It is hard for students to understand the cruelty of the Holocaust. How are people capable of inflicting such atrocities on other human beings? How did some people manage to survive this horror, and not lose faith? The Holocaust will seem to students to be very far from their own lives and experiences. This is why it is important to give history a concrete face. In this module, students will become more closely acquainted with a specific person or family.
Two lessons (plus homework in preparation).
Internet access, printout of a map of Europe (with borders as they were in 1938), paper and writing materials.
Divide the class into groups with four members. Each group reads one memoir, chosen by the teacher (the text should not be too long - if necessary, the teacher may shorten it for the students). The students read the text individually.
Students answer the following questions, by themselves, and write down their answers:
What in the story made the greatest impression on them?
What feeling did they have when they read the story?
What two questions would they like to ask the person?
The students discuss the answers to these questions in the group.
The students are given a map of Europe. They find and mark the town or village where the writer of the memoir lived, or where he spent most of his/her youth. The students then try to gain some historical information about the place in question. They search the Internet for details of the local Jewish community (usually, the professions that were practised in the place, cultural associations, schools etc.)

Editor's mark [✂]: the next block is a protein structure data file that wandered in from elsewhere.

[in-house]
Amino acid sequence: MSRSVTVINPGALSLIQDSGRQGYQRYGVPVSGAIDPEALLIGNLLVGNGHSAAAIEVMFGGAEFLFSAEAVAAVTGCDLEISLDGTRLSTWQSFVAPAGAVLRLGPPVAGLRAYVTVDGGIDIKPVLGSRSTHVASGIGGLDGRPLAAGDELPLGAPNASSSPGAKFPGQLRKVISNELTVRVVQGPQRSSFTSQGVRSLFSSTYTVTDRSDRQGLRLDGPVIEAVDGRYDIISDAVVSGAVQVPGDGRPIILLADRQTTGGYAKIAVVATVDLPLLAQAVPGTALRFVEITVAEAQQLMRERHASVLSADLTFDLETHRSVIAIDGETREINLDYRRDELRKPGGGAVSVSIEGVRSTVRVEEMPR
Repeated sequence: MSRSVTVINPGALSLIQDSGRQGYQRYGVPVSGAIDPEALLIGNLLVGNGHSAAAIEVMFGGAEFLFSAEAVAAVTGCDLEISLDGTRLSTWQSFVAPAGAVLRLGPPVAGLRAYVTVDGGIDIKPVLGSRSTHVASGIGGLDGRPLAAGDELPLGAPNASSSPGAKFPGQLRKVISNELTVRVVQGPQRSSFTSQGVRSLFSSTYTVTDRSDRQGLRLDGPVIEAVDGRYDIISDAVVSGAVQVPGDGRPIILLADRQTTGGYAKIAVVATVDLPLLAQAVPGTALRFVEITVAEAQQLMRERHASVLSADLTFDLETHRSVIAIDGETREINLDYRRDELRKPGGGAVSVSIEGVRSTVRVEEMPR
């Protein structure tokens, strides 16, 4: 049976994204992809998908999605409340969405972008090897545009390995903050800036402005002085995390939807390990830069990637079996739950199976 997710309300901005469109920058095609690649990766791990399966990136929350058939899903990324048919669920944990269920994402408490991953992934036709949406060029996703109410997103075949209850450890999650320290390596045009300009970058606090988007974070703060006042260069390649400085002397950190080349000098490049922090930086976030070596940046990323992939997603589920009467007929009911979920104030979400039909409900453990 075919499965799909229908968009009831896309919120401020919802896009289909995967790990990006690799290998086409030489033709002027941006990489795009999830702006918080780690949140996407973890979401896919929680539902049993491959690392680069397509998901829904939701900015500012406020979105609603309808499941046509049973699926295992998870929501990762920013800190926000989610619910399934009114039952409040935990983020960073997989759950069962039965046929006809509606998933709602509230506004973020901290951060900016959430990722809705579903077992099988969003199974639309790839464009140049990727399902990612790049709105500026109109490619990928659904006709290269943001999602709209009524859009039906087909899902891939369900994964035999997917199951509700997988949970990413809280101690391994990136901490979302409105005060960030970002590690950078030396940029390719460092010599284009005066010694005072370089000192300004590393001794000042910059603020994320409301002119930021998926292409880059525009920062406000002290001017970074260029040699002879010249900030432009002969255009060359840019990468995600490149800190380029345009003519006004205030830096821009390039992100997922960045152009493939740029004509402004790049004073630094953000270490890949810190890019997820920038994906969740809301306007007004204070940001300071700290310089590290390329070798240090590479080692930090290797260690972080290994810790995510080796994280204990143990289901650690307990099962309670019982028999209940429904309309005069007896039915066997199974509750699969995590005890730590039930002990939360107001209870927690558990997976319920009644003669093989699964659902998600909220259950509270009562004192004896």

Basic information on Jewish communities in the Czech lands can be found in Internet sites:
Fiedler, Jiří. Židovské památky v Čechách a na Moravě (Jewish Heritage Sites in Bohemia and Moravia). Praha: Sefer, 1992, s. 200.
Gold, Hugo. Židé a židovské obce v Čechách v minulosti a přítomnosti (Jews and Jewish Communities in Bohemia Past and Present). Brno - Praha: Židovské nakladatelství, 1934, s. 735.
Gold, Hugo. Die Juden und Judengemeinden Mährens in Vergangenheit und Gegenwart. Brünn: Jüdischer Verlag, 1929, s. 623.
Each group gives a short presentation to the others on what their memoir-writer's life was like before the war.
The students return to their groups. Each group tries to find information on the camps in which their memoir-writer was imprisoned, or the escape route they took. They mark the camps or routes on the map. Most of this information can be found by students on this website.
The teacher asks the class the following question:
Why did most persecuted people not manage to escape from the Nazi terror? The teacher writes the students' answers on the blackboard. We hope that the following opinions will appear among them:
the Nazis' thoroughness
the danger if people in hiding were discovered
countries outside the occupied zone took only a limited number of refugees
the influence of propaganda and antisemitism
the policy of terror towards individuals and groups who helped Jews
Each student writes a memorial speech or poem or draws a picture commemorating the destroyed communities.